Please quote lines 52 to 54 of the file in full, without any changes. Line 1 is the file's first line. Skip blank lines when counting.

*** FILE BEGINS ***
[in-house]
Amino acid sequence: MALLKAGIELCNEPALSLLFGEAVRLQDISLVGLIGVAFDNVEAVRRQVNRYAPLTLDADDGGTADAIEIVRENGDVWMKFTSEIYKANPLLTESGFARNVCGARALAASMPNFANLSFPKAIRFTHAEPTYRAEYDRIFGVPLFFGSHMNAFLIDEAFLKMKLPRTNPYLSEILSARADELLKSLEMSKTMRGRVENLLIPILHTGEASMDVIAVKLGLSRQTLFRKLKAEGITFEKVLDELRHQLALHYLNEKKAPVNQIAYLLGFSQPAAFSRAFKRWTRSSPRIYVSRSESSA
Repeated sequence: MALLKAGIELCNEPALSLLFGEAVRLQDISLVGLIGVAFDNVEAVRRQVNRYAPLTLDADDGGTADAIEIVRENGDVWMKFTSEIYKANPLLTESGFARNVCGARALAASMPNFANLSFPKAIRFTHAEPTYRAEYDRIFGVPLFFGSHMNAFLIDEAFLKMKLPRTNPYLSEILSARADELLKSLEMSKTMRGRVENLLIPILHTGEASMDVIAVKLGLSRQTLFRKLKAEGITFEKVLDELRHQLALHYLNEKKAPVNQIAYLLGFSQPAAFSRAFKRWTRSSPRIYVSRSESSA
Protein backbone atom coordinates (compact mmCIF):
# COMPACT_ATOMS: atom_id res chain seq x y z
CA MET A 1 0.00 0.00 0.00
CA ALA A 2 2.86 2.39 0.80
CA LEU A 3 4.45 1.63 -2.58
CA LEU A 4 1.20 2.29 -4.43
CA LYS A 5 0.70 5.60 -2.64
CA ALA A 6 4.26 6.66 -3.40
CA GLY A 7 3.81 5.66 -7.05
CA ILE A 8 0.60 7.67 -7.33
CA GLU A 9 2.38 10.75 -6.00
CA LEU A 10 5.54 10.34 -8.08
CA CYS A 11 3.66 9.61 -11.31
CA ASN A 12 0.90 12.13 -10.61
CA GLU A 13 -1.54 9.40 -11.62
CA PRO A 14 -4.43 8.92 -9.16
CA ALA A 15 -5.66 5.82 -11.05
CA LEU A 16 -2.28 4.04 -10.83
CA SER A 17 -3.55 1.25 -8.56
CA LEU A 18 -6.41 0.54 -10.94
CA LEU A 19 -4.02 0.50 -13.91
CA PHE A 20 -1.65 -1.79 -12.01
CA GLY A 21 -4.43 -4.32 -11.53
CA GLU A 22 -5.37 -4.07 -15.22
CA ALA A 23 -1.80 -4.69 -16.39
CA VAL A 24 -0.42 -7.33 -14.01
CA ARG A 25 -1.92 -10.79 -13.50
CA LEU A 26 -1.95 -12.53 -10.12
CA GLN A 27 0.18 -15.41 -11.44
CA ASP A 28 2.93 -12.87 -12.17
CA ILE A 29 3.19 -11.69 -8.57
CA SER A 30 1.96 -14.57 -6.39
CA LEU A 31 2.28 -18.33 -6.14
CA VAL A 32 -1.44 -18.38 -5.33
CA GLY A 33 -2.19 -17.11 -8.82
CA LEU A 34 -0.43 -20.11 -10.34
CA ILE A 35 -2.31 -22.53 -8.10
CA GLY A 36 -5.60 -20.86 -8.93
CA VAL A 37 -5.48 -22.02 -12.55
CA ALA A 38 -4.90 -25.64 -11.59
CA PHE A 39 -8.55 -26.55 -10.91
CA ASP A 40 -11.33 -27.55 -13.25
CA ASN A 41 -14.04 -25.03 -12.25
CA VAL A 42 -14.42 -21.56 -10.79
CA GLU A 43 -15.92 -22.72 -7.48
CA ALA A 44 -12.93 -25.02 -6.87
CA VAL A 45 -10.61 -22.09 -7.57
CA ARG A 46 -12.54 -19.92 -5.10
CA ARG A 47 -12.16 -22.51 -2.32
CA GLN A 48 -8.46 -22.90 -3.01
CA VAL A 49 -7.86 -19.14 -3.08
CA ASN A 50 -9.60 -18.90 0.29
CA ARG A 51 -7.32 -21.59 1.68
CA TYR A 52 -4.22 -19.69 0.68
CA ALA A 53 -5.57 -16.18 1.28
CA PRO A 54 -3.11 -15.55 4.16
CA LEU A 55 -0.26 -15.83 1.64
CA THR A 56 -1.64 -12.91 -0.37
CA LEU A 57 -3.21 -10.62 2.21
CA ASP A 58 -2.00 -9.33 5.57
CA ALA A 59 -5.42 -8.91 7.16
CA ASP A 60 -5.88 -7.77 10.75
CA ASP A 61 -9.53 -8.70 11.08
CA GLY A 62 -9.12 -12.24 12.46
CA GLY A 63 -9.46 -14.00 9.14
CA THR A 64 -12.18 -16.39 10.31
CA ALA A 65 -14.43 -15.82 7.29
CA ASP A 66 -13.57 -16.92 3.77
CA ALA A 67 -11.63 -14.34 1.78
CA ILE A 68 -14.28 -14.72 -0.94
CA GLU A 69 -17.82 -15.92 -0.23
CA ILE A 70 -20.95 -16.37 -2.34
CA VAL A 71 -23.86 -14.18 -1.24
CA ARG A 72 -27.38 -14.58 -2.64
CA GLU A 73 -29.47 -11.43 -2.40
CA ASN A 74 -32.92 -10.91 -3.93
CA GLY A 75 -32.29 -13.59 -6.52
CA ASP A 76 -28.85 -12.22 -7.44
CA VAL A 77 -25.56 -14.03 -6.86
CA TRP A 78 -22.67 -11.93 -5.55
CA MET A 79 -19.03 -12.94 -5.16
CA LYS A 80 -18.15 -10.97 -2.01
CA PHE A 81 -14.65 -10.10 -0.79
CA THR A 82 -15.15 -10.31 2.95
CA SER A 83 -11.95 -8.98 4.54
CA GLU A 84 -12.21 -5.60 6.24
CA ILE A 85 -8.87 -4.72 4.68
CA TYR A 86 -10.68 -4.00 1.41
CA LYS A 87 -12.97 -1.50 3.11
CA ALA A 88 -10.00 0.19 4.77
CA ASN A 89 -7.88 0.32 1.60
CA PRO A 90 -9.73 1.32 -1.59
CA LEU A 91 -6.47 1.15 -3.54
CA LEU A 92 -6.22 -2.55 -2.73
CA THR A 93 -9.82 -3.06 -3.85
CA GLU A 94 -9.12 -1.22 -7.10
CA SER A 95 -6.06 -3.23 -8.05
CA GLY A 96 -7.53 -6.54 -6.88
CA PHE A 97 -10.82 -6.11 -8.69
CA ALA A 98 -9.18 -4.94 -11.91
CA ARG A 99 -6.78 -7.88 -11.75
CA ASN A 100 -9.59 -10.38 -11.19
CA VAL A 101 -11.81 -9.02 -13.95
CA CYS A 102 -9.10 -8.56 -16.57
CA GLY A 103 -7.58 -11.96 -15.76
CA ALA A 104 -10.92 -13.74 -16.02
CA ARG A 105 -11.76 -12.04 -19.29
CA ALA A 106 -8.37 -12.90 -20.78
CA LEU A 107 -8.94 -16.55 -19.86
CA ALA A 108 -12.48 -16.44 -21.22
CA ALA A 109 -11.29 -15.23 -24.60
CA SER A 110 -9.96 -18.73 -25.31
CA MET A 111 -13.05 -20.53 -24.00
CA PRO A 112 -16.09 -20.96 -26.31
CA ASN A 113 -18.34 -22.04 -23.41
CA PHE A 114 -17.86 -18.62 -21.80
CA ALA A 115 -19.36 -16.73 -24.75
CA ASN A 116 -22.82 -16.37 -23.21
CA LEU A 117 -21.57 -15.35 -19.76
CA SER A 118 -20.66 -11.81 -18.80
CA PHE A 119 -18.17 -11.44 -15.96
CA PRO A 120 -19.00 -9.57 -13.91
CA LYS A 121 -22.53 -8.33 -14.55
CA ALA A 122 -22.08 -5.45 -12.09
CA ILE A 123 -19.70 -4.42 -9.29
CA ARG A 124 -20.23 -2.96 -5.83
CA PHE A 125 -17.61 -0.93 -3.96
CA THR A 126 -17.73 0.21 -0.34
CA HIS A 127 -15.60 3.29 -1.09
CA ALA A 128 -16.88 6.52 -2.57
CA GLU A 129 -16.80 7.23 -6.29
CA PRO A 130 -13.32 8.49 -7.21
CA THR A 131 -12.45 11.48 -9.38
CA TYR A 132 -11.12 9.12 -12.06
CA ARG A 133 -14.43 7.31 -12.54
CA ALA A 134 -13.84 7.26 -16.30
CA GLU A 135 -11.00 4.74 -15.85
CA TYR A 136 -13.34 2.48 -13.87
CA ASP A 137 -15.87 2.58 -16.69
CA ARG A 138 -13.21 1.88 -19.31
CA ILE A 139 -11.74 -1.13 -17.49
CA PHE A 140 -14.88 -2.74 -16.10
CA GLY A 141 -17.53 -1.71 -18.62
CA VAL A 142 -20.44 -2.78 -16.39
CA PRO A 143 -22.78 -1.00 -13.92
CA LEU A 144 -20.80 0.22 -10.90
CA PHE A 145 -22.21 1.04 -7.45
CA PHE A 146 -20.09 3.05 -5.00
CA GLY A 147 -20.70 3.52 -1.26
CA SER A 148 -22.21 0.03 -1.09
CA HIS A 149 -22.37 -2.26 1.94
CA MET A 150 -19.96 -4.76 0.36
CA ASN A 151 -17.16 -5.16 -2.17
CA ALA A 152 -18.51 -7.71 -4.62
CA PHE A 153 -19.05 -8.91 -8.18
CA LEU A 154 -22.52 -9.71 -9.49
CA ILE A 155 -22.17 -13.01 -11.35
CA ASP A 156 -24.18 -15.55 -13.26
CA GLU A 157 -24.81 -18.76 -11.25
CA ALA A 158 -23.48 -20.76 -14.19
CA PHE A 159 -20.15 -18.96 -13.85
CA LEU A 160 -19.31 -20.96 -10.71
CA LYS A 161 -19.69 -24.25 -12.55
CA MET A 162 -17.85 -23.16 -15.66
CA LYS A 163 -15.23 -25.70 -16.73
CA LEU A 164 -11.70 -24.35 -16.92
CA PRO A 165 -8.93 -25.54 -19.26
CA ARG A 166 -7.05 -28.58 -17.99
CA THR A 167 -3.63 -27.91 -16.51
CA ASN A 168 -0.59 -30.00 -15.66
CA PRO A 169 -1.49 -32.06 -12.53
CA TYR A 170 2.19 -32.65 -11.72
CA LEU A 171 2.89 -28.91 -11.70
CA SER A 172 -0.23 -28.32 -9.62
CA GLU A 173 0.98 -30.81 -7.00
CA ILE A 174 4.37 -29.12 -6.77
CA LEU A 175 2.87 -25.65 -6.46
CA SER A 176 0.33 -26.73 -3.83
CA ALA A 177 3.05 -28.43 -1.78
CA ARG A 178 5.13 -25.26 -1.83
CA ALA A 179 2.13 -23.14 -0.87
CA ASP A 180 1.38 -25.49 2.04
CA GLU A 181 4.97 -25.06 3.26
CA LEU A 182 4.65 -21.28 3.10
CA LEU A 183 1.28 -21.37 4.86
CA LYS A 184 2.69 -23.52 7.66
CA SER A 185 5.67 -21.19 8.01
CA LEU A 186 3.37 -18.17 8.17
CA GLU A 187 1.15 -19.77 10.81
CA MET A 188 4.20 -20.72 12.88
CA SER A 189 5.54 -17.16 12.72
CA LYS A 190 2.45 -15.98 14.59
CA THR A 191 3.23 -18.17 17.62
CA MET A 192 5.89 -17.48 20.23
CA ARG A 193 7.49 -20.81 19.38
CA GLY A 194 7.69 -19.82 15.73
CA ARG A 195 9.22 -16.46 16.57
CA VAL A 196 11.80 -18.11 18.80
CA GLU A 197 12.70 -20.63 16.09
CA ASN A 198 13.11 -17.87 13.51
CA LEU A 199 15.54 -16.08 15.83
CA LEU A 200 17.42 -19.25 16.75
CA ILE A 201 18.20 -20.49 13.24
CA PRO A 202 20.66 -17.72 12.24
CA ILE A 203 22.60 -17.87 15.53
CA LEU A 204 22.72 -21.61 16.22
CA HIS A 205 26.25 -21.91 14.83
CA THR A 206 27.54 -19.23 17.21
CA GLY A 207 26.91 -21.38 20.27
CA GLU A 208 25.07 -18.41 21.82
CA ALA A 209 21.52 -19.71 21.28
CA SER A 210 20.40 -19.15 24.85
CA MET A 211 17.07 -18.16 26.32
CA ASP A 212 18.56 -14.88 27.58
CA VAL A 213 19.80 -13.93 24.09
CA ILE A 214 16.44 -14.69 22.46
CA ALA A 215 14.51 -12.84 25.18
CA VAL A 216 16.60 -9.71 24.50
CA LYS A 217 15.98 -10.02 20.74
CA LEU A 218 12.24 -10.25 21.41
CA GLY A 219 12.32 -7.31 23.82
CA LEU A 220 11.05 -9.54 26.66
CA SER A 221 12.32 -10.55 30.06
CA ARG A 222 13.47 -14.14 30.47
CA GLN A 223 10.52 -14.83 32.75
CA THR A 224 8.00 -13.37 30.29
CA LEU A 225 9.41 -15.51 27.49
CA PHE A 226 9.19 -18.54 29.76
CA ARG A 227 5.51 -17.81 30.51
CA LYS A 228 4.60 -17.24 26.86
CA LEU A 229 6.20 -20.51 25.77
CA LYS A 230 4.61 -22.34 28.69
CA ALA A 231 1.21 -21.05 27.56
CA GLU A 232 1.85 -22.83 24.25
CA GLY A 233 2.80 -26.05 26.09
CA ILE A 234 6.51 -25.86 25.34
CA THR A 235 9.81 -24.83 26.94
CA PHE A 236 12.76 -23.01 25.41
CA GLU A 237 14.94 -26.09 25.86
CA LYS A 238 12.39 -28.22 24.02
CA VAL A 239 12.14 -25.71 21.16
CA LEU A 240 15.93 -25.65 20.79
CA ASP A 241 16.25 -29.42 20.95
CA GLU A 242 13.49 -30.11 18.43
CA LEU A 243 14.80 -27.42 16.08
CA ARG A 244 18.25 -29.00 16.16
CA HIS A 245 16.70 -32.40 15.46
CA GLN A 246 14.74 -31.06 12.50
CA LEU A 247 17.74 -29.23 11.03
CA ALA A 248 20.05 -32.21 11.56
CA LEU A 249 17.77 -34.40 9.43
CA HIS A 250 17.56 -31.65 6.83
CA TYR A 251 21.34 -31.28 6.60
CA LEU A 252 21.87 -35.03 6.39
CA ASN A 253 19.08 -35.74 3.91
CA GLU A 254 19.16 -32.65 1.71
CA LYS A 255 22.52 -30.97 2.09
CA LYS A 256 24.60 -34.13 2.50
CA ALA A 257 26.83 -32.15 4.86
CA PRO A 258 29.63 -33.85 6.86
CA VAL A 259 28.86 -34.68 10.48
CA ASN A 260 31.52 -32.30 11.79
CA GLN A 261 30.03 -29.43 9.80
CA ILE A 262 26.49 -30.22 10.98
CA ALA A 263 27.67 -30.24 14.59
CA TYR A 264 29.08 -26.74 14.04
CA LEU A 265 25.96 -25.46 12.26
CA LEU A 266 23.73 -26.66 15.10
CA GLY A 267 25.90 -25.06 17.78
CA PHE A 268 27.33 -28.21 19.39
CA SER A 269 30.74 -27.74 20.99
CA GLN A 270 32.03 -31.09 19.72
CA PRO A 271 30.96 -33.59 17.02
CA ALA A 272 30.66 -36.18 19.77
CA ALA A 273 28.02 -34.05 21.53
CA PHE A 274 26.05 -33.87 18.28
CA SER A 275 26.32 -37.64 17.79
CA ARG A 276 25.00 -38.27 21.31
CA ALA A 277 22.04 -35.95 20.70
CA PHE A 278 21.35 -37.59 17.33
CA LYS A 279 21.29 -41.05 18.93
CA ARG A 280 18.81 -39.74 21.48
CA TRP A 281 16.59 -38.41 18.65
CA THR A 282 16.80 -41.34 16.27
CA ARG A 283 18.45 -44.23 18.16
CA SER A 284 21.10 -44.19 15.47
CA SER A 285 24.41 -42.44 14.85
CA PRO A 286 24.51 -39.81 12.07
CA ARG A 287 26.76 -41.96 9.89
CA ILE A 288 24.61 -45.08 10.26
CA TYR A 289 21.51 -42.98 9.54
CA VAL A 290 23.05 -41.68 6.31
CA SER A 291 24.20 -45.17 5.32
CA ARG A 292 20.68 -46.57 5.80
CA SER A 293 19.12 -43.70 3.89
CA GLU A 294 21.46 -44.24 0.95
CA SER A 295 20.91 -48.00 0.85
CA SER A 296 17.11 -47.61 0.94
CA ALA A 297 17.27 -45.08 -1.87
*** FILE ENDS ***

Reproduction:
CA ARG A 47 -12.16 -22.51 -2.32
CA GLN A 48 -8.46 -22.90 -3.01
CA VAL A 49 -7.86 -19.14 -3.08